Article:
Citizen Scientists Identify Prehistoric Supernova

More than 700 volunteer citizen scientists have helped identify more than 30,000 celestial objects, including a star explosion that occurred 970 million years ago, hundreds of millions of years before dinosaurs emerged on Earth. 

When a massive star reaches the end of its life, it creates a bright stellar explosion, also known as a supernova. The Australian National University (ANU) has invitied citizen scientists to join the hunt for supernovas. 

Using images taken by the SkyMapper telescope at the ANU Siding Spring Observatory, volunteer supernova hunters helped discover a star's dying burst located roughly 970 million light-years from Earth, according to a statement from ANU. That means the star exploded millions of years before dinosaurs roamed the planet. [Supernova Photos: Great Images of Star Explosions]

Citizen scientists combed through data from ANU Siding Spring Observatory to identify a Type Ia supernova, like the one depicted in this artist's impression, that exploded hundreds of millions of years before dinosaurs roamed the Earth. (Image credit: ESA)

"This is the exact type of supernova we're looking for — Type Ia supernova — to measure properties of and distances across the universe," Brad Tucker, co-lead researcher from the ANU Research School of Astronomy and Astrophysics, said in the statement

The exploding star, called SN2017dxh, is one of seven potential new supernovas reported to the Transient Name Server; the team is tracking another 18 potential supernovas as well, according to the statement.

Supernovas, "which are explosions as bright as 100 million billion billion billion lightning bolts," researchers said in the statement, can be used to track how the universe is growing and to better understand mysterious dark energy. Based on the brightness and fading of light emitted by a supernova, astronomers can measure how far away a supernova is from Earth, the researchers said.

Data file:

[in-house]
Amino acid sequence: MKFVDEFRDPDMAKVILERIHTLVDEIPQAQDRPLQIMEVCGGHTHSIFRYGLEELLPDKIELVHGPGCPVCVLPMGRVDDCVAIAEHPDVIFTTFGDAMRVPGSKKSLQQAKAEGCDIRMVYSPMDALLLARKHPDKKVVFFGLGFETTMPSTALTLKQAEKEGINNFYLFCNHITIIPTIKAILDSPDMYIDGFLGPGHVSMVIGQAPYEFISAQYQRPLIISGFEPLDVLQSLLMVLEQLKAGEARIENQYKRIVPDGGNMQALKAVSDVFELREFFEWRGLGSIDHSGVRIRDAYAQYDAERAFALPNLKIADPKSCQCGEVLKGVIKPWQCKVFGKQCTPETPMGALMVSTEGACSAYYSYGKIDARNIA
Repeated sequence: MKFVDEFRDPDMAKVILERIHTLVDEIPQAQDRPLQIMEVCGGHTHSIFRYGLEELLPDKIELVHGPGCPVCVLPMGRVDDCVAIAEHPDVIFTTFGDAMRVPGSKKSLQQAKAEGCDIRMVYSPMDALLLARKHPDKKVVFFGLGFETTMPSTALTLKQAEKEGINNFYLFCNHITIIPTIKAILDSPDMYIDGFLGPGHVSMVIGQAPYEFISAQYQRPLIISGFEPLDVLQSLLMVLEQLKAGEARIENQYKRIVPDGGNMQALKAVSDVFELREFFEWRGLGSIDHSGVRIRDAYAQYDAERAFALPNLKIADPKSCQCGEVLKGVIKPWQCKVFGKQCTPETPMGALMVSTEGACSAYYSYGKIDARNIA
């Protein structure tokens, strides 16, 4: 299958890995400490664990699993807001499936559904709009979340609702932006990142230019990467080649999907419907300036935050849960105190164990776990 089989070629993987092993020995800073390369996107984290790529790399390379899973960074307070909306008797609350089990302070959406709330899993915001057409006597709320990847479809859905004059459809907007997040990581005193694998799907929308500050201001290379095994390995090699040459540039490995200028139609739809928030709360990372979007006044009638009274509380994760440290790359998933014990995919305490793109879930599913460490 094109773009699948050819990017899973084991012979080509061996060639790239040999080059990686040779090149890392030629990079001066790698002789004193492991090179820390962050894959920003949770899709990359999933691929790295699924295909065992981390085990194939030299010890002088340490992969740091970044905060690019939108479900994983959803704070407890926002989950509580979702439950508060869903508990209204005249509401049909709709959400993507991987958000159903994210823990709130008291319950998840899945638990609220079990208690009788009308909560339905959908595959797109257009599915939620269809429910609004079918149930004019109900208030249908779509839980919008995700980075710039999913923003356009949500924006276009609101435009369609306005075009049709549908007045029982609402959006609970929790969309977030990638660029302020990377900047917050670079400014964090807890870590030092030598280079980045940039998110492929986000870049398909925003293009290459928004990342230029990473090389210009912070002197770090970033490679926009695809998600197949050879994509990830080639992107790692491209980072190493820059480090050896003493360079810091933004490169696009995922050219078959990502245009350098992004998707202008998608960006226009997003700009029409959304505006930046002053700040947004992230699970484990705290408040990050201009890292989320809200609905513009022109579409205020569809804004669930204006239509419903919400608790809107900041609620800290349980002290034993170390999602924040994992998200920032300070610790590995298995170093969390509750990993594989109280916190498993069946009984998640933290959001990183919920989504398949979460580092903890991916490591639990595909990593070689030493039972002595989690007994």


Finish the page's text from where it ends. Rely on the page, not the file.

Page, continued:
At left, the recently taken image featuring a newly appeared dot of light; in the middle, the old reference image taken a few years ago; at right, the difference between the two images revealing the new supernova. (Image credit: ANU)

The ANU project was set up on the Zooniverse platform and allows volunteers to look through images taken by the SkyMapper telescope for differences that may hint at the presence of a supernova. The volunteers note the differences they observe so that the researchers can follow up on them and determine what they mean. 

"In the first 24 hours, we had over 30,000 classifications" of new celestial objects, Anais Möller, another co-lead researcher from ANU, said in the statement. "We've almost reached 40,000 classifications, with more than 1,300 images classified, since the launch of our project."

When the discovery is reported to the International Astronomical Union, the first three people to find a previously unknown supernova will be mentioned. You can participate in the ANU citizen science project online

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Samantha Mathewson
Contributing Writer

Samantha Mathewson joined as an intern in the summer of 2016. She received a B.A. in Journalism and Environmental Science at the University of New Haven, in Connecticut. Previously, her work has been published in Nature World News. When not writing or reading about science, Samantha enjoys traveling to new places and taking photos! You can follow her on Twitter @Sam_Ashley13.